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As the title indicates, this book seeks to reclaim for Bernard of Clairvaux the designation philosopher and to recast the Cistercian twelfth century in terms of a school of philosophy that developed around its master, Abbot Bernard. On one hand, to speak of the Cistercian phenomenon in terms of philosophy accords with the self-understanding of the figures studied here, who seldom used the terms theology and theologian, and who gladly saw themselves as professing a Christian philosophy. On the other hand, from the standpoint of recent scholarship, to speak of a Cistercian school of philosophy may sound jarring.
The author has deliberately chosen an approach that will strike most readers as countercurrent. He attributes this predicable reaction to a kind of cultural conditioning inherited from twentieth-century historiography. He depicts this historical perspective as overemphasizing the thirteenth century as the turning point in the development of philosophy and as reducing the scope of philosophical inquiry to metaphysical considerations of being. His goal is to regain a more historically accurate view of the development of philosophy with its strong ethical dimension and its absorption of Christian values. Bernard, from this viewpoint, is the apex of the long tradition of Christian Socratism as inherited through Origen and Augustine. He reminds readers that followers of Bernard like Helinand of Froidmont saw the abbot of Clairvaux in this light: "Read also the blessed Bernard's beautiful book De consideratione addressed to Pope Eugene. From its exquisite style and its nearly super-human statements you will realize not only what man is, but also what God is. You will be able to understand that the author of this book was wiser than Apollo, more eloquent than Demosthenes, subtler than Aristotle, more ethical than Socrates, and more discerning than Plato" (De cognitione sui, 10; PL 212, col. 731; cited in Latin on p. 490-491, n. 369, and again in French on p. 630).
The presentation of Bernard's thought is structured around Bernard's own key insight as expressed in his early work The Steps of Humility and Pride: the way to God begins with humble self-knowledge, progresses through compassion (i.e., the recognition of one's own misery in others, which leads to charity), and reaches completion in loving contemplation of God. By following this three-step structure of humility, charity, and contemplation, the author stays close to Bernard's own thought and avoids the danger of imposing an artificial synthesis from without. Because progress on this pathway depends on the pull of eternal values and is only complete beyond this life, the author characterizes Bernard's philosophy as eschatological Socratism.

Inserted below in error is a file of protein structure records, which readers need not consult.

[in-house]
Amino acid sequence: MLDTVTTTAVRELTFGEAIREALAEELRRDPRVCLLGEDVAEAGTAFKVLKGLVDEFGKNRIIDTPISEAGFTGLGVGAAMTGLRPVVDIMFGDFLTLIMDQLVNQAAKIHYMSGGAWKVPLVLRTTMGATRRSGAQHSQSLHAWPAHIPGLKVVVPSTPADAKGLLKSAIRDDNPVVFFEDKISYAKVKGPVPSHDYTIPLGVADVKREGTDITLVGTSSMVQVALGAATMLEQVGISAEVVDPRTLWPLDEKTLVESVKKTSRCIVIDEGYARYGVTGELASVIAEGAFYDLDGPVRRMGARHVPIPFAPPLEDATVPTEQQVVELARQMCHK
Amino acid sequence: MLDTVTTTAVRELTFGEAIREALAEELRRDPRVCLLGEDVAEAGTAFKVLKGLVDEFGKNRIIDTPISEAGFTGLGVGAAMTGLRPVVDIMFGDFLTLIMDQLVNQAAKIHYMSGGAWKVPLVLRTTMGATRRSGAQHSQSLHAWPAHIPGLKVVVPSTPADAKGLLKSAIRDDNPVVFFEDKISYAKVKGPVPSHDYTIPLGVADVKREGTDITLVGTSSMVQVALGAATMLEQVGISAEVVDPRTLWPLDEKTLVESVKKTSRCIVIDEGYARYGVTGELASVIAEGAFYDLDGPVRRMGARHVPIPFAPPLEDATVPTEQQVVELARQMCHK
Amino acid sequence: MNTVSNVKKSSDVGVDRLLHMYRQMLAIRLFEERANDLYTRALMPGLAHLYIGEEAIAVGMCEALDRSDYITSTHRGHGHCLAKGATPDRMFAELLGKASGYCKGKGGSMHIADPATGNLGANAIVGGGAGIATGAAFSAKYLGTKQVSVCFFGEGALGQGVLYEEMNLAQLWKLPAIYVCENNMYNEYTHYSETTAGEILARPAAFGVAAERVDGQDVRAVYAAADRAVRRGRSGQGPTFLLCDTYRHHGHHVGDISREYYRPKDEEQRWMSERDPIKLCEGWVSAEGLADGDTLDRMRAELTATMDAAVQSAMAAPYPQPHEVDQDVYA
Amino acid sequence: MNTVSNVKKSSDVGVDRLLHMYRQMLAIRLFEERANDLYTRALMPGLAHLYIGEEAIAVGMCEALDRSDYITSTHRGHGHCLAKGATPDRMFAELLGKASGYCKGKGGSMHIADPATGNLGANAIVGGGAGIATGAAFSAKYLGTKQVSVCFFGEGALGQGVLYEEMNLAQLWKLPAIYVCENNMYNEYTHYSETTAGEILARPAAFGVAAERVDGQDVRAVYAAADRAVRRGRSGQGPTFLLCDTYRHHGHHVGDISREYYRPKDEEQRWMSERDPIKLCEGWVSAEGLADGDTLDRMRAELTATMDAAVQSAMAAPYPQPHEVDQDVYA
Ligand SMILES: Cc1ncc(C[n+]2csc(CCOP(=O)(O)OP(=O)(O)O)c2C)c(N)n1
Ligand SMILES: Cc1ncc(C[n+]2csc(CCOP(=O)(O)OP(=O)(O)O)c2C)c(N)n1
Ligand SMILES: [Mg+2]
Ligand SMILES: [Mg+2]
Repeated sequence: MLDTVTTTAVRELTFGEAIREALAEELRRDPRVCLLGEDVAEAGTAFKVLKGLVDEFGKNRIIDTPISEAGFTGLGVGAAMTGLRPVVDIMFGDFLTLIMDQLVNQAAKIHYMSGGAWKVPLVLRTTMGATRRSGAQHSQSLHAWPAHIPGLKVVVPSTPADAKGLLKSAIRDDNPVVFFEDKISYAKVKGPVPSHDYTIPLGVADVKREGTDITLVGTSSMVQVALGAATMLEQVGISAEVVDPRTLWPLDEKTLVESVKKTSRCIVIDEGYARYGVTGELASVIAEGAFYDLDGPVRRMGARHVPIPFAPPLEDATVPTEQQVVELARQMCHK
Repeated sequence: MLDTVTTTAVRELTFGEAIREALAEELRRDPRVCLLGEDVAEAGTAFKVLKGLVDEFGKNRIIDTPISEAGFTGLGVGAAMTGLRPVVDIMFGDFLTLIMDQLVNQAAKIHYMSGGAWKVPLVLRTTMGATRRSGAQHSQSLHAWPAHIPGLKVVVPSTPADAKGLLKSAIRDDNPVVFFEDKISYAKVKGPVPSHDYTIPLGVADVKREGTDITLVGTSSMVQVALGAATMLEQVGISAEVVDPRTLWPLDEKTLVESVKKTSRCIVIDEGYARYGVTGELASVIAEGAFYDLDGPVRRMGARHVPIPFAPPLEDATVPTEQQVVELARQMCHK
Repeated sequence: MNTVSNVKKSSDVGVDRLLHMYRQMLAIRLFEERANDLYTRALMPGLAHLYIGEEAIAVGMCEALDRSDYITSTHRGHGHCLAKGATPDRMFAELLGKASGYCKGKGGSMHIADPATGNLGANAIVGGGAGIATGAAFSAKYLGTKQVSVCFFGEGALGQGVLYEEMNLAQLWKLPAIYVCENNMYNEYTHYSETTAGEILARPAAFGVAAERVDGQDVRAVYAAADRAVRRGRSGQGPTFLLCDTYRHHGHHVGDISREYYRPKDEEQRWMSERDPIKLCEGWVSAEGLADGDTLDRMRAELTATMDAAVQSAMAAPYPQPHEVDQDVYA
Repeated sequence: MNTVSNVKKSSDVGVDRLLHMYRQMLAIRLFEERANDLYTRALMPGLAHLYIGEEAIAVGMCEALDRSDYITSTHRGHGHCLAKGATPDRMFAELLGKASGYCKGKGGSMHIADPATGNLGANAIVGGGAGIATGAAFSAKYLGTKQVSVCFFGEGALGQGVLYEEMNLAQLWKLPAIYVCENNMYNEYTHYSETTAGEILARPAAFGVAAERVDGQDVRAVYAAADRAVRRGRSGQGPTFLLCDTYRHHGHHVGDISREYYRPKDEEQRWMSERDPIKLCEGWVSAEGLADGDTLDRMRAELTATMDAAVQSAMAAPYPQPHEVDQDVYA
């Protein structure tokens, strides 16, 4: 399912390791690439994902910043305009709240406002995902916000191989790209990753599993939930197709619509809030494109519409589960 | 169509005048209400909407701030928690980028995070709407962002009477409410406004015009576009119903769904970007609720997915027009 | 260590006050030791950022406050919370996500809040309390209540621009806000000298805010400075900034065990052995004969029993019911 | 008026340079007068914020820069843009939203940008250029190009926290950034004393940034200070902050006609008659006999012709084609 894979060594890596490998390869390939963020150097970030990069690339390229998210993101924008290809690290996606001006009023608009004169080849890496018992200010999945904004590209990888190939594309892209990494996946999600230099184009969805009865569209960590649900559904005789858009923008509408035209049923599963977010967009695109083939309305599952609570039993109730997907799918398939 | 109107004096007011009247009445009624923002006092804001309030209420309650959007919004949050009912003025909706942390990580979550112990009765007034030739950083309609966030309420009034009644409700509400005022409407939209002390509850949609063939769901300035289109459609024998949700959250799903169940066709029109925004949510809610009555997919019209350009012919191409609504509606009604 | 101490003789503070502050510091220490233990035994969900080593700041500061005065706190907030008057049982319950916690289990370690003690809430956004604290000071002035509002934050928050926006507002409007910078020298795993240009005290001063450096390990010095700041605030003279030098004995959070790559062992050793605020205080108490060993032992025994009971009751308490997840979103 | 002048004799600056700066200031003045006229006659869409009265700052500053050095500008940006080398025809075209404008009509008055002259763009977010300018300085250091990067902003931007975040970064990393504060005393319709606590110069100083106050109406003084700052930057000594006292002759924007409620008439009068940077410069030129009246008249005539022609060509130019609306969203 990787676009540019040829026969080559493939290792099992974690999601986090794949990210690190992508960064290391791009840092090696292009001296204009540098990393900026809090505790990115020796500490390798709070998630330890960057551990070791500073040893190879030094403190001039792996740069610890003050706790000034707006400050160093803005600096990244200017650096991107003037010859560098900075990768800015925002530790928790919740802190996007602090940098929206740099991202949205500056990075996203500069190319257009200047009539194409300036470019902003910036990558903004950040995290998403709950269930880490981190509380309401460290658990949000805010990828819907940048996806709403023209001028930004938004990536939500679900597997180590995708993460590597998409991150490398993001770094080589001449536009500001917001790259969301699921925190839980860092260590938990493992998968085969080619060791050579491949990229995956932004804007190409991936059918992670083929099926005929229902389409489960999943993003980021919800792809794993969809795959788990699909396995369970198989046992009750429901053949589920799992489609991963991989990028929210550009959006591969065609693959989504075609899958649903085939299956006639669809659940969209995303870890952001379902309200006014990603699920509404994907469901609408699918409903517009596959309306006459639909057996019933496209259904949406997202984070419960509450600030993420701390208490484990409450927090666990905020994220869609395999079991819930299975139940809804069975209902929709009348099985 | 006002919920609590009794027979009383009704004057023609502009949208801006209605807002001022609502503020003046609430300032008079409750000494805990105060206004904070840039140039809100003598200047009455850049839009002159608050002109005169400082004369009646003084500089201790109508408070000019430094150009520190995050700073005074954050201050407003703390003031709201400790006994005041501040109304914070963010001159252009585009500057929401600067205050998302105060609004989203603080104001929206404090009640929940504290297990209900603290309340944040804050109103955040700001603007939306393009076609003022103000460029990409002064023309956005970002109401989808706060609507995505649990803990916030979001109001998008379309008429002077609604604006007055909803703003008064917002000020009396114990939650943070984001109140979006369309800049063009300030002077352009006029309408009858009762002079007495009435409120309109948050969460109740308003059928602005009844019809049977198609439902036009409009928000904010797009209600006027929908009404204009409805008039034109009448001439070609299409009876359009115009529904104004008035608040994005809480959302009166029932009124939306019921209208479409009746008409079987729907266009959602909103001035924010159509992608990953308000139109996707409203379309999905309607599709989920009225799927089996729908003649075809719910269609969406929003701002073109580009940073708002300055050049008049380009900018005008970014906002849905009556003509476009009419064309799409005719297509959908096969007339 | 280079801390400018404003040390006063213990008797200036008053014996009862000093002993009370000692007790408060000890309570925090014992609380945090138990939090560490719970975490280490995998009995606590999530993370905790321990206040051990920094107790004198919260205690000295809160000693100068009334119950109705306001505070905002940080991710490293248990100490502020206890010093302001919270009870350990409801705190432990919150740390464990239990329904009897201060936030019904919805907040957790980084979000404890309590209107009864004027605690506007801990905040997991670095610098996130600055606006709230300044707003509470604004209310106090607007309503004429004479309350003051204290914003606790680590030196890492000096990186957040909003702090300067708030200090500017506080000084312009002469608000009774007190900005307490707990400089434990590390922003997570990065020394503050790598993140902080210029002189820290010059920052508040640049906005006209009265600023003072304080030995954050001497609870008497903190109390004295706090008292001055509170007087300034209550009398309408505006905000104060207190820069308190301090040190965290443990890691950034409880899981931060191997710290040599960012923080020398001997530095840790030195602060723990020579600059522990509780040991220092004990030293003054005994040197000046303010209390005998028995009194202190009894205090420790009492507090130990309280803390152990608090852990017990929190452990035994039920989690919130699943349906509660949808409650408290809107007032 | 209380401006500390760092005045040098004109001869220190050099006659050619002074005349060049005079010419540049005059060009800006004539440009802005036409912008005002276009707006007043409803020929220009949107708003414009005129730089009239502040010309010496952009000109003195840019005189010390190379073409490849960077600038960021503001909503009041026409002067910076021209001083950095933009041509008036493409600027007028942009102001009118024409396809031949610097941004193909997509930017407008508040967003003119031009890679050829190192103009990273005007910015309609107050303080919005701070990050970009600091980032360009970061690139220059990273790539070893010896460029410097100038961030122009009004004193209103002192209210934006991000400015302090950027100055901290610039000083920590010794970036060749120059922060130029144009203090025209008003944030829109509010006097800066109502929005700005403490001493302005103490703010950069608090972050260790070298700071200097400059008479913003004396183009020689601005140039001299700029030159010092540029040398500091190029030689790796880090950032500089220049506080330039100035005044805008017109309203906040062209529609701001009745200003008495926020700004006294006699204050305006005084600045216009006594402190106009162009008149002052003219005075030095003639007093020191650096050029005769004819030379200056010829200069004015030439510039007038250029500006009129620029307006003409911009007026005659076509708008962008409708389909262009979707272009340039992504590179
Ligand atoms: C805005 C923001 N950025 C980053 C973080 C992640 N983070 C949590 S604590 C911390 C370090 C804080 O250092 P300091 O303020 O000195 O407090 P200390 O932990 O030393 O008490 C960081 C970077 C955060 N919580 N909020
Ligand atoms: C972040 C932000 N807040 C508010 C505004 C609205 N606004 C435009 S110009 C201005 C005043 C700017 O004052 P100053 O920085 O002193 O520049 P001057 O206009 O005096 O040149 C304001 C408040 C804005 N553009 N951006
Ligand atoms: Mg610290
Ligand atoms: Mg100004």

The second part of the book traces the development of a school around Bernard's foundational insights. The first group of authors considered is predictable: Aelred of Rievaulx, Guerric of Igny, and Geoffrey of Auxerre. A second group is gathered under the designation "the most philosophical of the twelfth-century Cistercians," namely, Isaac of Stella, Garnerius of Rochefort, and Helinand of Froidmont. One of the merits of this book is that lesser-known figures like Garnerius are presented within the context of the history of philosophy in general and as part of the Cistercian school in particular. At times, however, the approach becomes a tour de force, since each Cistercian author is at some point paired with one or the other ancient philosopher. A final group of authors consists of three "satellites," namely William of Saint-Thierry, Alan of Lille, and Joachim of Fiore. This perspective on the key Cistercian authors of the twelfth century is refreshing. William, who is often presented alongside Bernard, was in fact a late arrival, who remained somewhat marginal from his newly found Cistercian contemporaries. Moreover, even divergent figures like Joachim provide helpful contrast in characterizing the so-called Cistercian school.
The author's impressive range of knowledge is in evidence throughout this work. Rarely are the Cistercians of the twelfth century presented within such a wide-ranging context. Whether readers are convinced or not about the designations philosophy and philosophical school in connection with these monastic authors, this book provides a sympathetic and in-depth presentation of them in both their individuality and in their interdependence.
Although he makes no such claim, Trottmann's book is a sort of twenty-first-century answer to Gilson's The Mystical Theology of Saint Bernard. Not only does it present a faithful synthesis of Bernard's thought, but it also situates Bernard in relation to other key Cistercians of the twelfth century. Unlike Gilson, however, Trottmann is prolix in the extreme (over 600 pages), which reduces the chances of this book being widely read and translated. On one hand, the prolixity is part of the method: the reader is immersed in the history that underlies and follows the thought of Bernard and his companions. On the other hand, the work would benefit from less repetition and a reduction of the tour de force effect mentioned earlier. Despite the length of the book, a detailed table of contents, an extensive bibliography, and indexes make it easy to consult. Trottmann's thoughtful work will be an important point of reference for many years to come.